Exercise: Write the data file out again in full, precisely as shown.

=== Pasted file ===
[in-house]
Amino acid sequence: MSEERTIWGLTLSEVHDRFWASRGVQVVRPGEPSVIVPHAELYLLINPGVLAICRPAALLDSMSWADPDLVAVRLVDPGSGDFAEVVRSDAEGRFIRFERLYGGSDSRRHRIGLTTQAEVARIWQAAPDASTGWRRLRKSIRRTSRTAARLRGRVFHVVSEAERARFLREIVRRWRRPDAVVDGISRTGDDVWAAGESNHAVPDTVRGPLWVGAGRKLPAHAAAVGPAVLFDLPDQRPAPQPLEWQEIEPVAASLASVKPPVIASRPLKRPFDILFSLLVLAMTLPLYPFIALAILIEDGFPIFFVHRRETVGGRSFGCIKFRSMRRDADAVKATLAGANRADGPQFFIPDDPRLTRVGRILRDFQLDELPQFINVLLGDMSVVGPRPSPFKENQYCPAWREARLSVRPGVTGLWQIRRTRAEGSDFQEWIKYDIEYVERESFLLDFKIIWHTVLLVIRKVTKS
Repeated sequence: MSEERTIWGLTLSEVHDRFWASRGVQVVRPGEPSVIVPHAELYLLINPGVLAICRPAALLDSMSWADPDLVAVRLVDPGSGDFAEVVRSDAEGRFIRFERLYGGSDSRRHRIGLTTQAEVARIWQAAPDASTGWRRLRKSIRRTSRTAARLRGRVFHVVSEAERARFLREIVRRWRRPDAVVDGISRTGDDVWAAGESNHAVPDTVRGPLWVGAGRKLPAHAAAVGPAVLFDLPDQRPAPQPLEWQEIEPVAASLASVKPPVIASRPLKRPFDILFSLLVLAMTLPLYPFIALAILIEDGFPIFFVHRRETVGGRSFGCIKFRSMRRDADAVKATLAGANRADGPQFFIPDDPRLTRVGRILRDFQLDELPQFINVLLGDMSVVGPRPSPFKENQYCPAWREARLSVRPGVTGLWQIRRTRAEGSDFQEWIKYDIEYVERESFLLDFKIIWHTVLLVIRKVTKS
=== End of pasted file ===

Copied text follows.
[in-house]
Amino acid sequence: MSEERTIWGLTLSEVHDRFWASRGVQVVRPGEPSVIVPHAELYLLINPGVLAICRPAALLDSMSWADPDLVAVRLVDPGSGDFAEVVRSDAEGRFIRFERLYGGSDSRRHRIGLTTQAEVARIWQAAPDASTGWRRLRKSIRRTSRTAARLRGRVFHVVSEAERARFLREIVRRWRRPDAVVDGISRTGDDVWAAGESNHAVPDTVRGPLWVGAGRKLPAHAAAVGPAVLFDLPDQRPAPQPLEWQEIEPVAASLASVKPPVIASRPLKRPFDILFSLLVLAMTLPLYPFIALAILIEDGFPIFFVHRRETVGGRSFGCIKFRSMRRDADAVKATLAGANRADGPQFFIPDDPRLTRVGRILRDFQLDELPQFINVLLGDMSVVGPRPSPFKENQYCPAWREARLSVRPGVTGLWQIRRTRAEGSDFQEWIKYDIEYVERESFLLDFKIIWHTVLLVIRKVTKS
Repeated sequence: MSEERTIWGLTLSEVHDRFWASRGVQVVRPGEPSVIVPHAELYLLINPGVLAICRPAALLDSMSWADPDLVAVRLVDPGSGDFAEVVRSDAEGRFIRFERLYGGSDSRRHRIGLTTQAEVARIWQAAPDASTGWRRLRKSIRRTSRTAARLRGRVFHVVSEAERARFLREIVRRWRRPDAVVDGISRTGDDVWAAGESNHAVPDTVRGPLWVGAGRKLPAHAAAVGPAVLFDLPDQRPAPQPLEWQEIEPVAASLASVKPPVIASRPLKRPFDILFSLLVLAMTLPLYPFIALAILIEDGFPIFFVHRRETVGGRSFGCIKFRSMRRDADAVKATLAGANRADGPQFFIPDDPRLTRVGRILRDFQLDELPQFINVLLGDMSVVGPRPSPFKENQYCPAWREARLSVRPGVTGLWQIRRTRAEGSDFQEWIKYDIEYVERESFLLDFKIIWHTVLLVIRKVTKS